Nothing was wrong.

      There was a glitch in the phone lines.

      Yep, that's right. A glitch.

      Or something equally technical for which I really didn't care to hear
      the explanation but which Carter half-rattled off anyway.

      "And why exactly did I keep hearing songs about monkeys?" I asked.

      "I…don't know." Carter made a face. "Not yet."

      "Really?"

      "Yes, sir."

      The lack of a situation was a bit of a comedown. It was a welcome
      comedown, let me not be unclear on this point. However, considering I
      was running on adrenaline, I felt a teensy bit annoyed that I'd had to
      make a trip to the mountain instead of a trip to my nice, warm
      comfortable bed.

      I began to crash. If I didn't get any sleep soon, someone was going to die.

      Carter looked anxiously and apologetically up at me from her seat at a
      console. There was plenty of light to see by, but the gray paint on
      the walls gave the place a dreary look. This sensation was completely
      cancelled out by the view through the big glass window into the
      Embarkation Room. The Stargate caught the light of the overheads and
      reflected it, casting light into shadow, and boy am I tired if I'm
      thinking of poetic imagery at a time like this.

      "I'm sorry, sir, but it's going to take some time to sort out the glitch."

      "Fine." I sighed. "Work on it and then get some sleep. That goes for
      you, too, Danny."

      Daniel stood on the other side of Sam's chair with his head cradled in
      the palm of his hand. His head shot up and he blinked rapidly. "What?"

      I pointed a finger at him. "Get some sleep. Now." To Carter, I said,
      "Give me a report in the morning." I paused. "Later in the morning." I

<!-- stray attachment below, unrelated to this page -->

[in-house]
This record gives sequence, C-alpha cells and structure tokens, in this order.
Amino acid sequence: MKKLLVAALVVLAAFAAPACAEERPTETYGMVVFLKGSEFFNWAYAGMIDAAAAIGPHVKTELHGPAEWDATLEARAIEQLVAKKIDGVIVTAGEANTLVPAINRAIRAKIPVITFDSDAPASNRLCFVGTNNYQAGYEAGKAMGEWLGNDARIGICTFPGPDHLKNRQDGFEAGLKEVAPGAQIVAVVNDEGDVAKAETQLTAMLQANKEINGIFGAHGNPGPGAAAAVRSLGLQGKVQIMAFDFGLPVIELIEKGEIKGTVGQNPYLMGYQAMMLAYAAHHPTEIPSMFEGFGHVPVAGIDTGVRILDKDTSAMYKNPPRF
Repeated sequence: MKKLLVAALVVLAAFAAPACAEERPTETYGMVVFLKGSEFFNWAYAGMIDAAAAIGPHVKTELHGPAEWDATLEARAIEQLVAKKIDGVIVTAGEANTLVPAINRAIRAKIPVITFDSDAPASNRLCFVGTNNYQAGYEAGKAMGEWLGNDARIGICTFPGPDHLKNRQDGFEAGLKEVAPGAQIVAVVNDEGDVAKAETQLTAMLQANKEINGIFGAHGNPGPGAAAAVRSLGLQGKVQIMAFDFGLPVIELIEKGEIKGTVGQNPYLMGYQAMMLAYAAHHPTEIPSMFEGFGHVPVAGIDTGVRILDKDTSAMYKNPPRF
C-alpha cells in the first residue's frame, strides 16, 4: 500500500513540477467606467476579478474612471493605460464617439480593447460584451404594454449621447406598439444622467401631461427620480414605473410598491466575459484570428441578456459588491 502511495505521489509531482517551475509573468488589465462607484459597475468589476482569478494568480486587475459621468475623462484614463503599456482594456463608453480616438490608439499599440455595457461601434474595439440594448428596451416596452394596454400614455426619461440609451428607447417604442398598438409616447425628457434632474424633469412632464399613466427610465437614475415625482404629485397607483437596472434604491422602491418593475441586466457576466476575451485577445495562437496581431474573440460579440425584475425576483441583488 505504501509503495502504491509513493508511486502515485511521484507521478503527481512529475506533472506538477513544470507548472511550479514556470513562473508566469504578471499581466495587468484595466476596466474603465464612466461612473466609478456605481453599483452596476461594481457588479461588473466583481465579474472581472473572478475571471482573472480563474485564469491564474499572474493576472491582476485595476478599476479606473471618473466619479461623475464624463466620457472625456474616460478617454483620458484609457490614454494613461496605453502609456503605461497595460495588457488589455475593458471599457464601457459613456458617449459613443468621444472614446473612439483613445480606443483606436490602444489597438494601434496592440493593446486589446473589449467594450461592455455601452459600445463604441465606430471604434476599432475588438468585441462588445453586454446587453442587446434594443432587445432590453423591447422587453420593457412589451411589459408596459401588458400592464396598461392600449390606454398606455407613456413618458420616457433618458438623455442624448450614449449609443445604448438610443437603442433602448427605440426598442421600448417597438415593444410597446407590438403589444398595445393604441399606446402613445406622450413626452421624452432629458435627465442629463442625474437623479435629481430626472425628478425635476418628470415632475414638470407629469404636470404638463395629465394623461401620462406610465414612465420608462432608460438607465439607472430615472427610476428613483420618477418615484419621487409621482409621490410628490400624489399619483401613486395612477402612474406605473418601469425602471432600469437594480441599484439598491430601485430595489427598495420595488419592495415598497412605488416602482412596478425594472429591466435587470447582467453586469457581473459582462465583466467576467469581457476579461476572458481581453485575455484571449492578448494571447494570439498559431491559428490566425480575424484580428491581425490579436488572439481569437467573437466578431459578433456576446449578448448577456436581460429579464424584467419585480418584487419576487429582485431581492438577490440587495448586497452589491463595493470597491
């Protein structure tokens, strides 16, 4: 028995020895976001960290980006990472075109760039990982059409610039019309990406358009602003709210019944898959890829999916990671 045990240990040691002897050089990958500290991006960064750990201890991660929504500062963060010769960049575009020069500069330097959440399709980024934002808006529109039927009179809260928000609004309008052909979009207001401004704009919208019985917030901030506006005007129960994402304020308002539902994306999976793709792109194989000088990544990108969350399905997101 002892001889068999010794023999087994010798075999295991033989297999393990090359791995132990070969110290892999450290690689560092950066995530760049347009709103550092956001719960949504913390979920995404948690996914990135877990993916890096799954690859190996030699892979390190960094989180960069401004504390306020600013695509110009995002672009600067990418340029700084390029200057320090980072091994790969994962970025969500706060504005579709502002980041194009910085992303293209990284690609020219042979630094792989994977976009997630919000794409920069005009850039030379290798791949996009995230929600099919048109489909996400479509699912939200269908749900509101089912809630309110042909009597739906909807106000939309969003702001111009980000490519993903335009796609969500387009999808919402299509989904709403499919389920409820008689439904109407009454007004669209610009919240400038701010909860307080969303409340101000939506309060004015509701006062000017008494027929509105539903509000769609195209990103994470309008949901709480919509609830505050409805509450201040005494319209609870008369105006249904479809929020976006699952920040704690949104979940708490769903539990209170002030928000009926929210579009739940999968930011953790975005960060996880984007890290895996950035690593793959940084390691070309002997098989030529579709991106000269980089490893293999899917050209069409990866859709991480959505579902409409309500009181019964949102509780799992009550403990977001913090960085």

thought this over. "You know what, how about we make it this
      afternoon."

      "Yes, sir."

      I shuffled past her. I knew that the technician seated to Carter's
      left was tracking my progress to the door. The guard standing next to
      the wall tensed when he saw my grimace. Looked like I'd need to go see
      the doc. The painkillers I'd taken just weren't doing the trick. I'd
      worry about that when I woke up.

      I patted Daniel's shoulder on my way past, and he started again. He
      fell into step behind me.

      "Sir," Carter called.

      I paused, but I didn't feel like testing my pain threshold by turning
      around. "Yeah, Carter?"

      There was a pause. "Nothing, sir."

      Okay. Maybe she was about to ask about Cleveland, though who knew. I
      didn't want to talk about it here in the Control Room. I continued to
      shuffle and gritted my teeth as I descended the three steps into the
      corridor.

      Mad breakfast chefs, blue Jell-O showers and wacky phone connections;
      those were the highlights of life at the mountain in the past
      twenty-four hours. If only those I'd hadn't dealt with anything else
      in that time.

      I pushed Daniel in the direction of his on-base quarters. He didn't
      protest, though he did mumble a bit about a translation or whatnot.
      That was normal, so I ignored him. I waved off a number of questions
      after my health as I shuffled my way to my bunk. Once there, I
      promptly collapsed.

      Hulk Homer smashed his way through the solid wall of my office. "Homer
      mad! Homer smash! Homer want donuts!"

      She-Hulk, looking like an all-green version of Marge, appeared out of
      nowhere, carrying a crossbow in one hand and a sword in the other. She
      twirled and delivered a roundhouse kick to Hulk Homer's jaw. Hulk
      Homer fell with a crash to the carpeted floor. She-Marge threw the